Ac mammatus

Probably a once in a lifetime and dramatic form of altocumulus stratiformis opacus mammatus cloud cover taken at sunset. This formation was only observable for several seconds as the sun quickly hid behind further clouds at the horizon. Of course, the cloud type is quite common but the extreme rarity was its over-sized mammatus feature in the middle of the photo and stranger still was their alignment with the SW jet stream wind of the fifth thumbnail. After the sun hid again behind the clouds, this over-sized mammatus feauture became once more invisible to the naked eye hence could not exclude that such a large altocumulus supplementary feauture could go unnoticed. Scientists struggle to explain how mammatus formation occur. However, deeply analyzing the main photo, it seemed that subliming precipitation in the form of snow grains contributed heavily to the extremely over-sized mammatus formation. The resultant precipitation-cooled airmass falling inside a moist upper-level airmass might have been the rare formation of the photographed cloud that occurs in sinking cool air with the evaporation or sublimation of precipitation allowing the air to cool down further and further whilst descending to a much lower level overcoming the heating of compression resulting in rare negative buoyancy as the air descended though there were no thunderstorms in the area to maintain the anti-CAPE. The visible satellite image on the fourth thumbnail shows the cloud situation in the Central Mediterranean area about an hour beforehand which was benign and definitely did not give a clue of what layed ahead at sunset. Again, I emphasize that there were NO upper-level storm clouds but there was suspended desert dust possibly enhancing cloud formation.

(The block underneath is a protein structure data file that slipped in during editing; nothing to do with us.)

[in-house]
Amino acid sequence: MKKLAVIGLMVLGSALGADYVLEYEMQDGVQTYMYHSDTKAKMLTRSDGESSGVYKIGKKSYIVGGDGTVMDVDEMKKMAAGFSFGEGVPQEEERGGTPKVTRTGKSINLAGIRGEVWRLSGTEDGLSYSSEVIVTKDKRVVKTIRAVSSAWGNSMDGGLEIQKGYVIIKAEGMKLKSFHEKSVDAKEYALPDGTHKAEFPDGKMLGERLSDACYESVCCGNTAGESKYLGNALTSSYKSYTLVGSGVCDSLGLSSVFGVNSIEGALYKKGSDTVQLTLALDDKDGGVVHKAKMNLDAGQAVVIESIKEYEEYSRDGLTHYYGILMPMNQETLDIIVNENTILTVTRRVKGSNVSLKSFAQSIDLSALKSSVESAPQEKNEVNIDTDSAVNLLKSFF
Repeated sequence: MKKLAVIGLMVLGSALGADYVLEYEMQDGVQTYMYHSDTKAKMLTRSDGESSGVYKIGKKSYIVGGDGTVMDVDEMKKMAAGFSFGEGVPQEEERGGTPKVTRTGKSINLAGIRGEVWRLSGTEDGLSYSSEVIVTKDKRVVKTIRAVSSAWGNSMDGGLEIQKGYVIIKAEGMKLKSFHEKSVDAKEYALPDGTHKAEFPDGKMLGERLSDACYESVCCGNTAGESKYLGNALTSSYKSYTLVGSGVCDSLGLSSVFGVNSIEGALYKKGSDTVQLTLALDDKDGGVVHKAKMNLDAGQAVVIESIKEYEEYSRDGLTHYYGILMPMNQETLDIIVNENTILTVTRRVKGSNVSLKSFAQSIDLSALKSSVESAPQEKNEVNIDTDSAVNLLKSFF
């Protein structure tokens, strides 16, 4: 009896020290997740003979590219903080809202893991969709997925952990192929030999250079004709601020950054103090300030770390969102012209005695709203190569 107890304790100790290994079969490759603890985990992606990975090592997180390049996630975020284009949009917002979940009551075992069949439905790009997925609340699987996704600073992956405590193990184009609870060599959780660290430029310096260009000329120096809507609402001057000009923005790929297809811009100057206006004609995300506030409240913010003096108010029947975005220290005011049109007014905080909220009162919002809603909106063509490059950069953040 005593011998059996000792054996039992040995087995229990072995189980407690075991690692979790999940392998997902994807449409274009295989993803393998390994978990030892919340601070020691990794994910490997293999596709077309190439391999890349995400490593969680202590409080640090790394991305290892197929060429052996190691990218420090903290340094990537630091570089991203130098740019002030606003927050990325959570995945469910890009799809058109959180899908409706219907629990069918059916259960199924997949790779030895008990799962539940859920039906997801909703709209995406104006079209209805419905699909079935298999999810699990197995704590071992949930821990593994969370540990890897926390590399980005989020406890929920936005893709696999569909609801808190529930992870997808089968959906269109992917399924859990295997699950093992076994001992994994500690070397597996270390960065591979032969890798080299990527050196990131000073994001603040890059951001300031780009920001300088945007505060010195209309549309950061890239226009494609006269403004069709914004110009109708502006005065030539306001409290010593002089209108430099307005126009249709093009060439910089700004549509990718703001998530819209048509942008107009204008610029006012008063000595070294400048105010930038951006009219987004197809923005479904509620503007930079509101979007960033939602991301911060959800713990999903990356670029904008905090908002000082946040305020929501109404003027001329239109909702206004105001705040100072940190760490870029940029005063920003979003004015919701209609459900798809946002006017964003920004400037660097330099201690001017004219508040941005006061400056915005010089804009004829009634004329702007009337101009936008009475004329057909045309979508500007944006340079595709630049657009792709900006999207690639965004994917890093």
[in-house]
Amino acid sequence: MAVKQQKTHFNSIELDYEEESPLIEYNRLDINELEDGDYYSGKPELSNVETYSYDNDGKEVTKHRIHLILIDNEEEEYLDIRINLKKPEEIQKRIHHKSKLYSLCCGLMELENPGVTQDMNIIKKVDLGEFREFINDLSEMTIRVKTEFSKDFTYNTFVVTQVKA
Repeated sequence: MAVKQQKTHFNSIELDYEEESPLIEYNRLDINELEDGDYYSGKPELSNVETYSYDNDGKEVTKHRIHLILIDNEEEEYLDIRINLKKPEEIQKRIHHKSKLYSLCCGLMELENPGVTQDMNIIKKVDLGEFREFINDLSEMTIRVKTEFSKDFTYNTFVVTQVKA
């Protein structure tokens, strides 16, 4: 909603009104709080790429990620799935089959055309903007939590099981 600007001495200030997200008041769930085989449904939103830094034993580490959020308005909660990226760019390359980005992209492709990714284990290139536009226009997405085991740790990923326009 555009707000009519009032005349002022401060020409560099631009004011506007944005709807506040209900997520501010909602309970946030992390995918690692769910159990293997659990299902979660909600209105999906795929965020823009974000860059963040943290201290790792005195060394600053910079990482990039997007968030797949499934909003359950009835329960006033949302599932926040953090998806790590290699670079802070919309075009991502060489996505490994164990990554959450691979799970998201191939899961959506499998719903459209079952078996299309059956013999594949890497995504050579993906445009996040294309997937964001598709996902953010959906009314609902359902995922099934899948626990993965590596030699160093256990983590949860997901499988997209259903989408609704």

The first thumbnail photo is the main photo zoomed in towards the church in the background showing that the cloud base consisted of normal mamma-feautures or virga with clear cloud breaks that allowed for the spectacular photo shot. Both images seemed to indicate that the mammatus clouds had actually formed in lines aligned with the wind potentially acquiring a radiatus feature. The second thumbnail shows a beautiful mosaic of altocumulus and/or cirrus spissatus clouds taken some hours earlier in the afternoon. The third thumbnail is the weather sounding at the end of the day showing that cloud formation was possible at high altitudes between 4500 metres and 11000 metres followed by a deep dry layer underneath it preventing any precipitation from reaching the surface. Notice the extremely strong SW jet and the presence of a potential upper-level cold front which the surface pressure chart did not indicate.

If someone has any feedback or further questions about this unusual and dramatic phenomena, kindly do so by commenting below.

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